The Sinhala epic Kavsilumina attributed to King Parakrama Bahu II (13th century) which represents the royal lifestyle as it existed then gives a vivid description of the king sporting about in the water with his women.

 They are shown swimming about and splashing water at each other diving from the shoulders of one another and dancing about singing. The work alludes to a lady who `Climbed the diving board the shoulders of the King.'

 Women are also described as swimming about with their faces turned upwards.

 This revelry of singing and dancing is said to have continued till dawn.

 Four quatrains from the crest gem of poetry Kavsilumina by W.R.McAlpine and M.B. Ariyapala (1990) relating to the water sport scene are given below.

The water, flung to a fountain when a maiden
Her hair flowing in the wind, plunged into the lake.
Assumed the unsurpassing grace of enchantment.
Of a white lotus brimming with marauding bees.

Like two golden pots gay with coconut flowers
Gracing the ritual anointment of a king
Were the breasts of a maiden glistening with water
Splashed with speed from machine-like hands of her lover.

A woman, distracting the looks cast by the king on a girl,
From whose eyes the Kohl was washed away, 
And the red from her lips from swimming in the lake
Came from behind and audaciously embraced him.
At that moment a young lady squirted water
from her mouth, which struck the ear of the playful king
It appeared as if she, through a secret wand,
Told the king of her deep and enduring love for him.

A 15th century Sinhala poem Hansa Sandeshaya mentions a cross stream race between a man and woman. The competitors are referred to as starting from opposite banks and the woman is shown playfully kicking her opponent's face as they cross at mid-stream. The Gira Sandeshaya, also of the 15th century refers to a water sport called Diya-Kokila which was played by women. Coming to more serious sport. We know that wrestling (malla-pora) and armed gladiator contests (Ura Linde Angan Ketima) were very popular in the olden days.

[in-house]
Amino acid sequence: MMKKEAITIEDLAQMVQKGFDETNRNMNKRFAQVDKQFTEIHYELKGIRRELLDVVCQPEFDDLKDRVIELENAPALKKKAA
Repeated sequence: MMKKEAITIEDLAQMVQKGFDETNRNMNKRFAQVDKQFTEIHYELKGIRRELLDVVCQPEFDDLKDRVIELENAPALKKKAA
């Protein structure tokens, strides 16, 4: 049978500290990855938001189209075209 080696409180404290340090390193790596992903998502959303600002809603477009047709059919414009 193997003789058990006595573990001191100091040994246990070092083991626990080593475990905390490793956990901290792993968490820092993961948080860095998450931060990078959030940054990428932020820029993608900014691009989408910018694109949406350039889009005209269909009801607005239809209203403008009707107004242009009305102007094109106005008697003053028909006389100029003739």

P.E.P. Deraniyagala (Some Sinhala Combative Field and Aquatic Sports and Games 1959) has shown that wrestling was a highly developed art in the country.

 Such games were often fought till the death of one contestant. The Kandyan aristocracy are even known to have written wrestling treatises known as mara-nil-satra (the science of death-inducing centres).

 Deraniyagala has shown that a variety of scientific blows as well as throws and locks were known to the wrestlers. An interesting kind of bloodless wrestling was well-wrestling (Ura Linde Angan Pora).

 This contest comprised of two wrestlers descending into a narrow well whose sides had been strengthened by terracotta rings. They then commenced wrestling with their backs pressed against the sides of the well, each endeavouring to make his way up the shaft and emerge to the surface by propelling himself off his rival by kicking him back into the well.

 Water Fights (Jala-pora) where the contestants who were stationed about two yards apart, splashed each other with water so that one of them was eventually forced to turn away from the constant deluge were well known.

 During the contest, it was permissible to approach one's opponent. The first to turn his or her back to the attack lost the contest. The Kav Silumina alludes to such fights being conducted by squirting water through a large syringe known as the Jala Yantaraya (lit. water machine).

 The Mayura Sandeshaya (14th century) states that the women employed an ellipsoid article known as pen malava made with silver and set with a large ruby.

 There also existed a great deal of armed combat such as quarter staff (polu haramba) and mace combat (muguru pora). These however were not so violent as the sanguinary gladiatorial contests with swords and daggers fought between contesting gladiators (Saramba-Karayo).